Derbyshire woman reports spider in her house to 999

  • 24 October 2013
  • From the section Derby
Woman on the telephone
Image caption Derbyshire police said almost a third of its 385 daily calls are not an emergency

A woman rang 999 when she spotted a spider in her house while another called police to warn them she could not cancel her hair appointment.

Both calls, to Derbyshire police, have been released to the public to highlight "irresponsible" callers.

No action was taken but police said people should only call 999 in an emergency otherwise it should be 101.

A woman and a teenage girl were recently sentenced for making more than 400 hoax calls to Derby police.

Media caption"There's a big spider in my house and my mum's gone out."

In one call, made in August, a woman from Chaddesden rang 999 to say there was "a big spider" in the house and her mum had gone out.

When the operator asks how old she is, she replies: "Well I'm nearly 48 but I've had to shut the bathroom window."

She is asked if she knows it is illegal to call 999 unless it is a life or death emergency to which she replies "well I thought that was really".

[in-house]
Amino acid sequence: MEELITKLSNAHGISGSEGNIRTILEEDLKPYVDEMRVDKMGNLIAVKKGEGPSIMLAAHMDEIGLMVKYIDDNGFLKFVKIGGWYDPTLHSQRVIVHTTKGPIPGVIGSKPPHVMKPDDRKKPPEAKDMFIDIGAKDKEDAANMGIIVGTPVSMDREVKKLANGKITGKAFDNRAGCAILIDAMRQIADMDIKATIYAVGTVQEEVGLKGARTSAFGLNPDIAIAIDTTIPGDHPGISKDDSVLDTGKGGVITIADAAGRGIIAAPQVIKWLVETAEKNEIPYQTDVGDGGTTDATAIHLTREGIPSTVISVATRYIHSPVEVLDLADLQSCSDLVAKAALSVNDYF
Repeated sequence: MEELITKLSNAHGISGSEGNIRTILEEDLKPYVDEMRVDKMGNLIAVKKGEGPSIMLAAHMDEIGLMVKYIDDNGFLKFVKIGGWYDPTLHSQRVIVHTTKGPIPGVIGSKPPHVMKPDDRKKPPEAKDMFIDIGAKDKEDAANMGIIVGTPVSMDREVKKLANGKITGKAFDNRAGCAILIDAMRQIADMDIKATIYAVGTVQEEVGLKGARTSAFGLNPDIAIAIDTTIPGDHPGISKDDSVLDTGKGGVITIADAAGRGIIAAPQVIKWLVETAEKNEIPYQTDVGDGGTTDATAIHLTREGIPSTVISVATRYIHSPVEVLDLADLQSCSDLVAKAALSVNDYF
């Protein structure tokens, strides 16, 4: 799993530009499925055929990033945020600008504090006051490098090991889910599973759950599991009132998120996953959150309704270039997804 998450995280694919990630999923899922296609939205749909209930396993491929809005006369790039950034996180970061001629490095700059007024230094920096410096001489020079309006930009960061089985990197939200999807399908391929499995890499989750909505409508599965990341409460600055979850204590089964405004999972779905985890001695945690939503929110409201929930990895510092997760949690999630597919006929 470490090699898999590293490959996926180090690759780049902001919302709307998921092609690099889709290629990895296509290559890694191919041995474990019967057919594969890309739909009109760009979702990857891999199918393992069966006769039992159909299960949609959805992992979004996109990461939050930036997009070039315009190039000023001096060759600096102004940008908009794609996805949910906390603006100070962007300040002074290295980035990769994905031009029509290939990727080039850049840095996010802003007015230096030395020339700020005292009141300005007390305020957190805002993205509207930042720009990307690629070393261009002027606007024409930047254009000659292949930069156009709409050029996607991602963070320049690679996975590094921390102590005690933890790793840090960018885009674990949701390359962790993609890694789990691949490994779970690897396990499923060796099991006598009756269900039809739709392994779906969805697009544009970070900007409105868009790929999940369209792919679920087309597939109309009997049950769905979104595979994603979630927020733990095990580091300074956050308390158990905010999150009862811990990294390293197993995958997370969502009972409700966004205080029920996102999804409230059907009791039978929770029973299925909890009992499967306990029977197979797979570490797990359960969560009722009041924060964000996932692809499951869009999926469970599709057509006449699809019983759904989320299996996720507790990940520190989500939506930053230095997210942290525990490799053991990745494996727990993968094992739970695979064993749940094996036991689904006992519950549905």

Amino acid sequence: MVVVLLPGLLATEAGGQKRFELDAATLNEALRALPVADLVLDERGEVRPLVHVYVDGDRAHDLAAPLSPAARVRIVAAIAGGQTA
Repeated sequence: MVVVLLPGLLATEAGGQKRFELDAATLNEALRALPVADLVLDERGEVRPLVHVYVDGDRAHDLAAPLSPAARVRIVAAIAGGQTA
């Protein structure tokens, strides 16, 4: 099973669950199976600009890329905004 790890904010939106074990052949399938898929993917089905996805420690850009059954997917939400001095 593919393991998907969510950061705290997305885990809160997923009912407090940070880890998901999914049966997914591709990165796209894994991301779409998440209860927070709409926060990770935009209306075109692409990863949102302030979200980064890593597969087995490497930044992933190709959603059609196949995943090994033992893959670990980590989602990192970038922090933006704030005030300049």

In the second call, made last month, a woman from Duffield telephones police to tell them her phone is not working and she cannot contact her hairdresser.

Media caption"My phone's not working... I can't make my hair appointment."

When the operator explains that it is not an emergency she replies: "Well it is in that I can't make my hair appointment."

The operator, who remains patient throughout the almost two minute call, continues to explain that it is not a police matter.

But the woman persists, saying she cannot find a number for BT and she is "very frustrated" and that "I'm not taking this lightly but I'm desperate".

The call only ends when a number for BT is found when the operator tells the woman not to ring again unless it is a "life and death emergency" to which she replies "I wouldn't dream of doing it".

Derbyshire Police released the recordings in a bid to cut down on the number of fake calls, which it said was about a third of its 385 calls a day.

Insp Dave Kirby said: "I would urge people to take a moment to think which number is the most suitable one to ring before calling the police."

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